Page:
The Truth about the 'Fat-Burning Zone' and Weight Loss

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By: , SparkPeople Blogger
  :  20 comments   :  53,120 Views

The information on cardio machines can be deceiving. The "fat burning zone" is a myth that is based on a fact, but taken out of context. 

It's true that higher intensity exercise uses more glucose and glycogen (the form of energy your body gets from foods) in proportion to fat, but remember that "high intensity" in this context means exercise that you can only maintain for a couple of minutes before becoming exhausted (i.e. anaerobic exercise). It’s also true that low intensity exercise uses more fat as fuel; moderate intensity exercise that you can maintain for 20 minutes or more is aerobic exercise, and will burn both fat and glucose. 

You're better off exercising in the aerobic zone as much as you can because exercising at higher intensities burns more total calories. The "fat burning zone" business is very misleading. You will burn a larger percentage of fat in relation to glucose when you are working at a lower intensity, but you will also burn fewer total calories and less total fat. 

Bottom line: The relative percentage of fat burned has nothing to do with weight loss—it's the total amount calories burned that counts. So just ignore the machine and continue to exercise aerobically. As a bonus, aerobic exercise also strengthens your heart and cardiovascular system, lowers blood pressure, and improves cholesterol levels


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Comments

  • 20
    A little confusing but the bottom line is whatever exercise burns the most calories is best? I think that's the gist - 8/21/2017   11:33:05 AM
  • ROCKS8ROX
    19
    Good advice! - 8/21/2017   4:47:28 AM
  • 18
    Good points - 7/28/2017   10:25:29 AM
  • CHERYLHURT
    17
    Thanks - 6/29/2017   6:26:21 AM
  • 16
    Thank you. - 5/27/2017   12:09:01 PM
  • ELRIDDICK
    15
    Thanks for sharing - 5/8/2017   6:21:25 AM
  • 14
    This isn't clearly worded. - 4/11/2017   4:50:21 AM
  • 13
    Good ideas - 3/27/2017   6:18:52 PM
  • 12
    I had to read that second to last paragraph about 5 times. I was so confused. I'm assuming they made a mistake, or I'm really not....that bright of a person. Glad to see someone else mentioned it. lol - 3/26/2017   11:38:02 PM
  • 11
    I think that they got it confused at the end. Maybe do some editing? - 3/26/2017   9:33:54 PM
  • 10
    Good ideas - 3/26/2017   7:32:39 PM
  • 9
    good! - 3/26/2017   2:25:01 PM
  • DMEYER4
    8
    I like this article - 3/26/2017   10:13:04 AM
  • 7
    I find this article confusing. - 3/19/2017   10:10:05 PM
  • 6
    I think the confusion is that this is a sliding scale. When you exercise at extremely high intensity for short bursts, your body does not have time to get oxygen to your muscles, so whatever fuel is there must be broken down without it. This is "anaerobic" metabolism, meaning "without oxygen". The longer you can sustain an activity, the more time you have to get oxygen to your muscles and break down fuel with oxygen. This "aerobic" fuel consumption starts off with breaking down glycogen (carbohydrate). If you use that up, your body can start breaking down fat as well. Certain exercises are much more anaerobic (sprinting) and others are much more aerobic (long-distance running), but regardless of what you do, the more time you can put in, the more energy you will use up doing the activity, burning up first your carbohydrate stores, and then your fat stores. - 2/27/2017   6:29:33 PM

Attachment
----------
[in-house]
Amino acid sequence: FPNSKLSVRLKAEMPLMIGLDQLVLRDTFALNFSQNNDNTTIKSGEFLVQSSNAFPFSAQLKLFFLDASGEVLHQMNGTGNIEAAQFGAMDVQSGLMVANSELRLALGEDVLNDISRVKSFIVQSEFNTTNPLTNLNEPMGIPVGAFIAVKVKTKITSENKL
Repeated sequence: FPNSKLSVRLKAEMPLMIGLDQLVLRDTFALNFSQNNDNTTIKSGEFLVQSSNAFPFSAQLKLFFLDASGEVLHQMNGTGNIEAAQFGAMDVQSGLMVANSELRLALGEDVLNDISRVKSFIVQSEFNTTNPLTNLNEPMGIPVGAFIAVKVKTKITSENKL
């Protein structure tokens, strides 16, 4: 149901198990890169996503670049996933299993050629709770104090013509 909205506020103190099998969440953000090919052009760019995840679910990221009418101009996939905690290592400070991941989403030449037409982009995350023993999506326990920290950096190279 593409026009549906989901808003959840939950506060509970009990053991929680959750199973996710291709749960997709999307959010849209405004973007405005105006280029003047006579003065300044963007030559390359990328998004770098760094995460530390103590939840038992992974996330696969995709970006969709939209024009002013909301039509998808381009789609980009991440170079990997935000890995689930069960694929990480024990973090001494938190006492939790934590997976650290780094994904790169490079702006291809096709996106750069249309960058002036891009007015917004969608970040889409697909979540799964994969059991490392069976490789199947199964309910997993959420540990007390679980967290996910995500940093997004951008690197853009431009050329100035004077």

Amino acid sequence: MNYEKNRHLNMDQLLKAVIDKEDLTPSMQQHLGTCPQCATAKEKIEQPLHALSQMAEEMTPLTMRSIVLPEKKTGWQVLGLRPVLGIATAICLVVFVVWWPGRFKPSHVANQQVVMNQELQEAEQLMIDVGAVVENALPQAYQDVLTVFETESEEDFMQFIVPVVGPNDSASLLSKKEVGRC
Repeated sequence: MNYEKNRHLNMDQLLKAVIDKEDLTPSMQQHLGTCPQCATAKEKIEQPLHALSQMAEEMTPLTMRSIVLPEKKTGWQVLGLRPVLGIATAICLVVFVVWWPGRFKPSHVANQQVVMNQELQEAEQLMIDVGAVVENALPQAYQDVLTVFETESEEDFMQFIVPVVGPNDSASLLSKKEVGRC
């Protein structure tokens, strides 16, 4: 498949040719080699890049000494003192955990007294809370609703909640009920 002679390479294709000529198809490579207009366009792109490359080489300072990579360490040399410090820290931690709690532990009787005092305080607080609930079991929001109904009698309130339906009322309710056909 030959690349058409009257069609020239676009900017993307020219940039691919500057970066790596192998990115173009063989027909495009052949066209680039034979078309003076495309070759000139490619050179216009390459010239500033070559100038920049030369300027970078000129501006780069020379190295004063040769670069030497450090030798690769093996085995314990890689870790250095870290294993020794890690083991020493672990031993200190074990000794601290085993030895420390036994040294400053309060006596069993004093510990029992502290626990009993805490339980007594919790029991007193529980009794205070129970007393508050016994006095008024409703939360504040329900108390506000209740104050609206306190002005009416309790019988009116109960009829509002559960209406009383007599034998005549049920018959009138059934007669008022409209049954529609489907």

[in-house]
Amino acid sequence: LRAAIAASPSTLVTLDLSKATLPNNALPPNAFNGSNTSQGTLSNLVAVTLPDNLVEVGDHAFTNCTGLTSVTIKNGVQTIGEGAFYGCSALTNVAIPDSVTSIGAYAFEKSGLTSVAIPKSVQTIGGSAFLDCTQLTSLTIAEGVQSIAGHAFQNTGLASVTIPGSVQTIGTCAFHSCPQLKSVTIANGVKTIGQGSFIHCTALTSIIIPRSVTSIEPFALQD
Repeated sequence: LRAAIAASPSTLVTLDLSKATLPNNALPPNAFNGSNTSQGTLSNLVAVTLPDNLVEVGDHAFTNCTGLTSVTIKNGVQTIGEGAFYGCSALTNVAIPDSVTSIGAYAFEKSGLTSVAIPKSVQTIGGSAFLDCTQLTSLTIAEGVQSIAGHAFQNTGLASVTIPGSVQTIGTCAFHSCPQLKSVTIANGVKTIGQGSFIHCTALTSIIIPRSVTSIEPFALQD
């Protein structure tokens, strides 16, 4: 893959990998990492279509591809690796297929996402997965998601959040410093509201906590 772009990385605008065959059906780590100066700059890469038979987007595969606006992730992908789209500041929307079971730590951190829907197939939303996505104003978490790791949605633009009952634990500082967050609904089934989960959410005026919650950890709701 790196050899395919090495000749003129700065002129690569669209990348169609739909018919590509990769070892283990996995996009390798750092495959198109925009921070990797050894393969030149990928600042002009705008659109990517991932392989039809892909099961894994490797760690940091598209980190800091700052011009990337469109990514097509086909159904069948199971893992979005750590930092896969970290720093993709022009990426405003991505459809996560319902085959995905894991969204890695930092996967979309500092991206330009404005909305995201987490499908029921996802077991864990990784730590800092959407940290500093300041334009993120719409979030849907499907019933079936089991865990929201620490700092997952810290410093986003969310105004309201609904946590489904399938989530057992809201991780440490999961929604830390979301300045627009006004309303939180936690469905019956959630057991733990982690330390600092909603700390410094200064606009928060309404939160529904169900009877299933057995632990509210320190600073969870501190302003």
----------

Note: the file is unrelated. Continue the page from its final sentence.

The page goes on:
• 5
    Great article. I get it. I can't do high intensity workouts, they leave me winded and exhausted. Staying in the aerobic zone is the new healthy! - 10/22/2015   9:26:40 AM
  • 4
    I take this to mean better to do some of all types of exercises and activate all muscles for 20 min. then to do 30 min of aerobic and burn that will not stay the burn. so if u exercise a little bit with all types in there u should burn fat and maintain or loose weight . Right???
    - 3/18/2015   1:27:32 PM
  • 3
    I understood the article with no problem. - 1/17/2015   6:29:55 AM
  • SHUCHID
    2
    it says aerobic is moderate intensity workout not low intensity.
    low intensity:fat
    moderate:fat + glucose
    high intensity:glucose - 9/19/2014   4:31:43 PM
  • CARAMELIA
    1
    This article is COMPLETELY confusing and doesn't help at all.
    a) high intensity workout is called anaerobic (seems ok)
    b) lower intensity workout is called aerobic (ok too)
    c) "You're better off exercising in the aerobic zone as much as you can because exercising at higher intensities burns more total calories."
    Either it should say "anaerobic zone" - which means I can just do some short burst workouts till exhausted and be done with it, OR it should say "exercising at lower intensities" ... and those burn more calories, because you can do them for a longer time!

    Does no one check over the articles you put on your page? - 4/2/2014   7:04:01 AM

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